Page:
In days past Boston was known for mayors who served from inside jail. Here is a story in a similar vein. The leader in this judicial campaign may be kept off the bench for a legal malpractice/disciplinary problem.
“A deal struck with a southwest Alabama circuit judge candidate in a disciplinary action concerning his handling of a will does not penalize the candidate harshly enough, the state’s highest court ruled Friday.
The Alabama Supreme Court’s decision could cost Stuart DuBose his would-be judgeship — all because he wrote a will for a man he never met.
The rejected deal would have allowed DuBose — the unopposed Democratic candidate for the circuit court that covers Choctaw, Clarke and Washington counties — to serve a suspension between the Nov. 7 general election and the date he would be sworn in.
Now, he’ll again have to face the Alabama State Bar disciplinary commission. If he’s found guilty of the complaints and given a suspension of his law license that overlaps either of those two dates, he will not be qualified to serve as judge, according to the Alabama Constitution.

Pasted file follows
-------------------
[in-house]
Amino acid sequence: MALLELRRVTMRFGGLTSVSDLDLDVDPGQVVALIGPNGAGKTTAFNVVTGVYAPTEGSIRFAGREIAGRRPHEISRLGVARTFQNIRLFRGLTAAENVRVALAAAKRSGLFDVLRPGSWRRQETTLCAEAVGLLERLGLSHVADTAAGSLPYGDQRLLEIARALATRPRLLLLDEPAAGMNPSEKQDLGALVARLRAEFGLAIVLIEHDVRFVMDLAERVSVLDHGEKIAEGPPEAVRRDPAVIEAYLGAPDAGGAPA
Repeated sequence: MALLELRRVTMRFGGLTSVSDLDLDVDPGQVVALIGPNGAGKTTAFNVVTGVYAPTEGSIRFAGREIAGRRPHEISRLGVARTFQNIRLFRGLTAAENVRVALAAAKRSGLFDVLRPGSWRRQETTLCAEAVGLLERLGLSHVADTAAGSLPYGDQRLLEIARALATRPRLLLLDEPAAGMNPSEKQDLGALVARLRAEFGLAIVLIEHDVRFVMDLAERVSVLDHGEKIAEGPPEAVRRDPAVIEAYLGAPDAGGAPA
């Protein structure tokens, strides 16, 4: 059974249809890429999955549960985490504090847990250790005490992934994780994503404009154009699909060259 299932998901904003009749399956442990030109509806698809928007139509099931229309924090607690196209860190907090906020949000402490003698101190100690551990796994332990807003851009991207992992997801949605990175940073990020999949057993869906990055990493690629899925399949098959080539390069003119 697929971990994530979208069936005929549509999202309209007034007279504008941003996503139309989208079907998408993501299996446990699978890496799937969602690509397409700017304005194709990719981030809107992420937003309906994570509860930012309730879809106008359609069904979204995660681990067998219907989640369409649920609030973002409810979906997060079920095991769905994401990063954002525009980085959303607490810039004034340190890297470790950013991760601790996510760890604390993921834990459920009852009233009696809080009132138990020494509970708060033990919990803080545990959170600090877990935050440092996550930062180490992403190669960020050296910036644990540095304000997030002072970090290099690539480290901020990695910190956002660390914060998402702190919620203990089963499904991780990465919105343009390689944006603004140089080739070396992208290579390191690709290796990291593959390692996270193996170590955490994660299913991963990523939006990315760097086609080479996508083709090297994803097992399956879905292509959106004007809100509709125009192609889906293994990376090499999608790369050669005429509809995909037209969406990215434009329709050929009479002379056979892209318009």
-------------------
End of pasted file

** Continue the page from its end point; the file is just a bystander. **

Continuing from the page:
The dispute stems from a 2003 estate case in which DuBose was the attorney.
In that case, Cheryl Weaver visited DuBose and asked him to draw up a will for Joseph J. Sullivan. Weaver, Sullivan’s caretaker, informed DuBose the man was dying and wanted to leave his entire estate to her.
He drafted the will, but never met with the dying man. He also drafted a certificate of competency for Weaver to have signed by the man’s doctor.
According to court documents, Weaver soured on DuBose shortly after Sullivan died. After DuBose clarified in a letter that his cut of the estate was a fee of 40 percent, or about $1.2 million, she fired him as her attorney and tried to drop him as the estate’s lawyer.
Weaver then sued him, accusing him of acting inappropriately, including legal malpractice, misrepresentation, negligently administering the estate and capitalizing on the death by designating himself both the attorney for the estate and Weaver without ever informing her of a potential conflict of interest. That case was tossed out.
When the dispute over the estate was settled, a judge ruled the $1.2 million in fees was “reasonable and necessary” and allowed DuBose to remain the executor of the will.” Full Artile